Markets had an inkling of what the Fed was going to after inflation readings for May came in at 8.6 percent, topping economists’ estimate of 8.3 percent. The Fed followed through by raising rates by 0.75 basis points, the highest one-time increase since 1994. Why exactly does the Fed raise interest rates?
The Fed has a dual mandate, of maximizing employment and maintaining stable prices. If one goes out of whack, the Fed can do several things to restore balance, including monetary easing and tightening, open market and reserve requirement adjustments, and federal funds rate changes. The latter has far-reaching consequences.
How tweaking the federal funds rate can help the economy
The federal funds rate is the short-term interest rate at which U.S. financial institutions lend money to each other.
As University of New Haven finance and economic instructor Leah Hartman explains, “The Federal Reserve sets an overnight lending rate (loan rate) to large banks, which in turn lend out funds to smaller banks and also businesses and individuals. If the Fed increases the rate, it is more expensive to borrow. If more expensive to borrow, fewer loans will be sought—the project or purchase becomes more expensive and perhaps too expensive to warrant purchase or pursuit.”
Higher rates slow down business and consumer spending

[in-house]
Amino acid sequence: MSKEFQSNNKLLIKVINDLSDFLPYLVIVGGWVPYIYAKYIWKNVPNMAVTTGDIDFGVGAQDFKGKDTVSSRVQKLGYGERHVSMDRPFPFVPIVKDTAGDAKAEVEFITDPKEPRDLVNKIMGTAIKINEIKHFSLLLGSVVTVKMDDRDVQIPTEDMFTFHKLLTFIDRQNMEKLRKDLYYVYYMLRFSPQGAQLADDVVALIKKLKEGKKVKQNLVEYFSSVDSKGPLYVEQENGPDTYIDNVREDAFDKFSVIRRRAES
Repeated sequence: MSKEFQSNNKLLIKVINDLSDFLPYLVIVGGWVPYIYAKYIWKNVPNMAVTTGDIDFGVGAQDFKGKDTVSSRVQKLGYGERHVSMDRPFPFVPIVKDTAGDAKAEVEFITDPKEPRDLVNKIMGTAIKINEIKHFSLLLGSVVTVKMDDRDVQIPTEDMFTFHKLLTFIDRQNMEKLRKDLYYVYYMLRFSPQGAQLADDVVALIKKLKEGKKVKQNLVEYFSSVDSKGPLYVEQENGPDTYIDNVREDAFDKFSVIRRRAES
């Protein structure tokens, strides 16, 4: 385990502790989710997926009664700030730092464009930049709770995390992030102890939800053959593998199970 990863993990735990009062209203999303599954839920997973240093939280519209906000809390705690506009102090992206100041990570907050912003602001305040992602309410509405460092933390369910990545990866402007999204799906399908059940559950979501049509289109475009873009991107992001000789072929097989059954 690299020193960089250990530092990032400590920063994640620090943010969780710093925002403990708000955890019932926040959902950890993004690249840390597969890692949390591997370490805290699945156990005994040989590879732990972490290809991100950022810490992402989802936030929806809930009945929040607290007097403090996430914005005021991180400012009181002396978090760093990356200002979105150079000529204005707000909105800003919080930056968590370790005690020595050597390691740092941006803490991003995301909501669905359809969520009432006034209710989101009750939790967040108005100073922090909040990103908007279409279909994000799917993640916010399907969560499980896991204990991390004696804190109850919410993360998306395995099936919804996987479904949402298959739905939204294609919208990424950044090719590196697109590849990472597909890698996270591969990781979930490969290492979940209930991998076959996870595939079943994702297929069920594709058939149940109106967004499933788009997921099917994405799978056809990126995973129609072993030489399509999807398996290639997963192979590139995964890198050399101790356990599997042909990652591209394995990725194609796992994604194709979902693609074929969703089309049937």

Raising interest rates slows both investment and consumption by businesses and consumers, reducing overall spending in the economy. Higher rates slow down business activity as well, encouraging people to save more and curtailing money circulating in the system. As a result, inflation is tempered.
Mortgage rates are at their highest since 2008
Among the most relevant examples of what the Fed’s interest rate hike can affect are mortgage rates. Whereas the Fed doesn't directly set mortgage rates, the federal funds rate ultimately determines them. After the Fed’s most recent tightening cycle, mortgage rates have reached 6.28 percent, the highest they’ve been since 2008. As a result, many new buyers are backing off from buying homes.
The Fed has a fine balancing act to maintain
There's s always a chance that while trying to control inflation, the Fed could send the economy into a recession. This is one of the biggest fears of the market right now. Brokerages have warned of a recession and investors are preparing for a downturn in the U.S. economy.